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  • Works Fast – You should see a significant decrease in the...
  • Ready to Use – Place the bait stations, watch it attract ants,...
  • Use Throughout Your Home – Place stations near areas where...
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TERRO T334SR Indoor Multi-Surface Liquid Ant Bait and Ant Killer - 8 Discreet Ant Bait Stations - Kills Common Household Ants
  • Attracts & Kills – Kills common household ants including...
  • Kills the Ants You See & the Ones You Don't – As worker ants...
  • Works Fast – You should see a significant decrease in the...
  • Ready to Use – Place the bait stations, watch it attract ants,...
  • Multi-Surface Application – Adhesive strips allow you place the...
3
TERRO T1813B Outdoor Ready-to-Use Liquid Ant Bait Stake Killer Trap - Kills Common Household Ants 12 Stakes
  • Attracts & Kills – Kills common household ants including...
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  • Works Fast – You should see a significant decrease in the...
  • Ready to Use – Insert stakes and cut the tab, then watch it...
  • For Outdoor Use – Place the bait stakes in outdoor areas where...
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Ant Traps Indoor by Ortho Home Defense 4pk- Metallic & Adhesive Pet Friendly Ant Killer Indoor & Ant Killer Outdoor - Ant Trap
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Raid Ant Killer Baits, Child Resistant Bug Killer for Indoor Home Use, 0.24 Oz, 8 Count
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Liquid Insecticides

Professionals mostly use toxic insecticides to get rid of ant colonization. There are different types of insecticides available commercially that can help you completely eradicate ant infestation. It is best to use non-repellent insecticide sprays or control solutions.

Make sure to wear personal protective equipment while performing the treatment to avoid direct contact with the toxic chemicals. You can also go for powder insecticides if you do not prefer liquid sprays.

Some of the best liquid insecticides that we recommend are the following:

1
TERRO T300B Liquid Ant Killer, 12 Bait Stations
  • Attracts & Kills – Kills common household ants including...
  • Kills the Ants You See & the Ones You Don't – As worker ants...
  • Works Fast – You should see a significant decrease in the...
  • Ready to Use – Place the bait stations, watch it attract ants,...
  • Use Throughout Your Home – Place stations near areas where...
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Spectracide Concentrate Triazicide Lawn & Landscapes Insect Killer, 40 oz, Black
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Ortho BugClear Insect Killer for Lawns & Landscapes Concentrate Kills Periodical Cicadas, Ants, Spiders, Fleas, Scorpions & More, Use on Flowers, Vegetables, Fruit Trees & More, Odor Free, 32 oz.
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Talak 7.9% Indoor/Outdoor Insect Control - Bifenthrin Concentrate (32 Ounce) by Atticus
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  • GET THE WATER-BASED ADVANTAGE: Getting rid of bugs shouldn’t...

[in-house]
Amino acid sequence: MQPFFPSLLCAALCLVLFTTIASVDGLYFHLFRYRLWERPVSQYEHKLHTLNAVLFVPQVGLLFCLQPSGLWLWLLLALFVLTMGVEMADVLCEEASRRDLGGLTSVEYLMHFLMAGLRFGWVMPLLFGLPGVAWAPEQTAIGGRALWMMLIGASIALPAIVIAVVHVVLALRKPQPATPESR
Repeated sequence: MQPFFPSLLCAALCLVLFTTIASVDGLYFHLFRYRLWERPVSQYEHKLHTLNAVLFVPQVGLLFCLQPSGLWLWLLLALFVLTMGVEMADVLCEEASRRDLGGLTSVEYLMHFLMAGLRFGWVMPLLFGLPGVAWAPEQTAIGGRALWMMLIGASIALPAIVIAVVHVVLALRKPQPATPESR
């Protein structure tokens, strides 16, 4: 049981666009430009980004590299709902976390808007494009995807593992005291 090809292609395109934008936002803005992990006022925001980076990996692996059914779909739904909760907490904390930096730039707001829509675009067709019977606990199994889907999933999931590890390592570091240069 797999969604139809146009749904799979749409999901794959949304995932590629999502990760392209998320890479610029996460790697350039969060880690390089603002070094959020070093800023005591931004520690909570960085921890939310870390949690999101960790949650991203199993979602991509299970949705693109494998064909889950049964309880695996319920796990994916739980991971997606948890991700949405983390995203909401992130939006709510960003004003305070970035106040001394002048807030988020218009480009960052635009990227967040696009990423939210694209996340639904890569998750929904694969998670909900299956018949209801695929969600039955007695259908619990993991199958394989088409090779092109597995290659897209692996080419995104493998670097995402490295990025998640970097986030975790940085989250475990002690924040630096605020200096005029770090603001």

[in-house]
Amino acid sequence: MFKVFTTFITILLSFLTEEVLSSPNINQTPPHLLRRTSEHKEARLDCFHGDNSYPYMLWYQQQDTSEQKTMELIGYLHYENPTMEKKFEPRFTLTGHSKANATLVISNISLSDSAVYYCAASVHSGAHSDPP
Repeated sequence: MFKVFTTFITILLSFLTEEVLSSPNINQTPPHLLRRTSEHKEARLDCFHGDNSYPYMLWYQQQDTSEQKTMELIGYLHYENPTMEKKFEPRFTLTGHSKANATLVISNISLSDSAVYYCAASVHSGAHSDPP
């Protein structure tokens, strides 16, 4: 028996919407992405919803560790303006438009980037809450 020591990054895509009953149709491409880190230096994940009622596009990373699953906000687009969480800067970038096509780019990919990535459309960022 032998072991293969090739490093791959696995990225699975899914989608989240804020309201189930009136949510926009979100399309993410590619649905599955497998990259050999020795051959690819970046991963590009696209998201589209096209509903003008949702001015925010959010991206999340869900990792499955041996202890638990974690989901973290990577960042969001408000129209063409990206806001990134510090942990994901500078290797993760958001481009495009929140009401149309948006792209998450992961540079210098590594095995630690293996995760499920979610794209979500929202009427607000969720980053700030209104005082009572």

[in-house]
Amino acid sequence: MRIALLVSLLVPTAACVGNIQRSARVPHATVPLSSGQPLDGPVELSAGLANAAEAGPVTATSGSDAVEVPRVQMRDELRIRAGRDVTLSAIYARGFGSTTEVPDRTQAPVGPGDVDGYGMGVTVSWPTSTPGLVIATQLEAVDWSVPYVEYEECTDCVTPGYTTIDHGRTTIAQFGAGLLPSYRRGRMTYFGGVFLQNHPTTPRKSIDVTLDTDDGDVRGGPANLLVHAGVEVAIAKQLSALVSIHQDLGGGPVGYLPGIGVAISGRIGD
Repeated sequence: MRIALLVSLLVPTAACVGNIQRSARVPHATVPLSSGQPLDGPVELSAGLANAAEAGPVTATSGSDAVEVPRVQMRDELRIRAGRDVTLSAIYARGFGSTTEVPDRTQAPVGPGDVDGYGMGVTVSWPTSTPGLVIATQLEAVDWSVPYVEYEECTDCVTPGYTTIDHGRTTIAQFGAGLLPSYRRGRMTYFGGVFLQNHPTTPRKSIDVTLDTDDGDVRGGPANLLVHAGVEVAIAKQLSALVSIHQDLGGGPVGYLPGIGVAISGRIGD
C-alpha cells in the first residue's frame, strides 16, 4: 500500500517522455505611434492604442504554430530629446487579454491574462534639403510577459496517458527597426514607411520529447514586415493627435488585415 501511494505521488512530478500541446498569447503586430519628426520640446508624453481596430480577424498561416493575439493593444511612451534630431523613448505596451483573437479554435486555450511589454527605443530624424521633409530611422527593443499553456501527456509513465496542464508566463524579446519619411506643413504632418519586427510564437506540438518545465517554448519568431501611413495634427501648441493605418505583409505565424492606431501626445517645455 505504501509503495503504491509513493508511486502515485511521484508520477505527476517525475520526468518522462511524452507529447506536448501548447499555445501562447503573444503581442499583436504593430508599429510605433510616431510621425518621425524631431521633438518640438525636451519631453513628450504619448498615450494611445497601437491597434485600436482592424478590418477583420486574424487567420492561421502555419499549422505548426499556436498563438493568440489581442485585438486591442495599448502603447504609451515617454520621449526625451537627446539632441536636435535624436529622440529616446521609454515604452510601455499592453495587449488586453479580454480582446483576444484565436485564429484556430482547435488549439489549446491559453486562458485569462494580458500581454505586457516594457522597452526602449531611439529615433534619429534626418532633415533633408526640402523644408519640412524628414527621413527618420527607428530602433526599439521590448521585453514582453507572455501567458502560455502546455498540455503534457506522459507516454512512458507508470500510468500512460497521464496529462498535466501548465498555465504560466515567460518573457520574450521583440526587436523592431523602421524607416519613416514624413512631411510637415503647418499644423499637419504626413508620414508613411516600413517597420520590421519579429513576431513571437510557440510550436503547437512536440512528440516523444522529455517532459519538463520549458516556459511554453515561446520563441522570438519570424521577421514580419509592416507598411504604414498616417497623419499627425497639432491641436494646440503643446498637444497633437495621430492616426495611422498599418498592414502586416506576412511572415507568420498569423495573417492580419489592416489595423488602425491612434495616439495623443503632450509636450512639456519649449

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TERRO T334B Indoor Multi-Surface Liquid Ant Bait and Ant Killer - 4 Discreet Ant Bait Stations - Kills Common Household Ants
  • Attracts & Kills – Kills common household ants including...
  • Kills the Ants You See & the Ones You Don't – As worker ants...
  • Works Fast – You should see a significant decrease in the...
  • Ready to Use – Place the bait stations, watch it attract ants,...
  • Multi-Surface Application – Adhesive strips allow you place the...

Step 3: Prevention Tips 

To prevent ants at early stages, remove the excess moisture and fix all the broken pipes in your bathroom. Wet or damp wood is always a great attraction for ants, therefore, you need to make an effort to keep your wooden frames, wooden cabinets, and other woodwork dry to avoid getting an ant infestation.

Install a proper ventilation system to dehumidify your bathroom after taking a shower. Keep your bathrooms clean and do not leave garbage open or overflowing overnight. 

You can use cleanser or other cleansing aids to clean your showers and remove hair or debris from drains. Make sure to mend all the cracks and seal off holes that can provide nesting space for ants.

How to Get Rid of Ants in the Bathroom Sink?

First, identify the reason for the ant infestation under the bathroom sink. If there is a broken pipe or excess moisture, then wipe the area and clean the surface with the help of a cleanser and fix the broken pipeline.

To get rid of ant colonization under the sink, follow the trails of ants and look for their entry points or nesting sites. You can use ant killer sprays or powders if the infested area is easily approachable, otherwise, use ant baits or traps to lure ants out of their nests.

How to Get Rid of Ants in My Bathroom Shower?

How to Get Rid of Ants in My Bathroom Shower

To eliminate ant infestation in your shower, you need to first clean the dirt or fungus from your bathroom shower. Inspect if the water channel is tightly sealed. After identification of the invader ant species, use your insecticide spray to exterminate them.

The spray will kill the ants instantly. Do not stop here and pour this solution at the ant shelters until they are completely drenched in order to eradicate their colonies.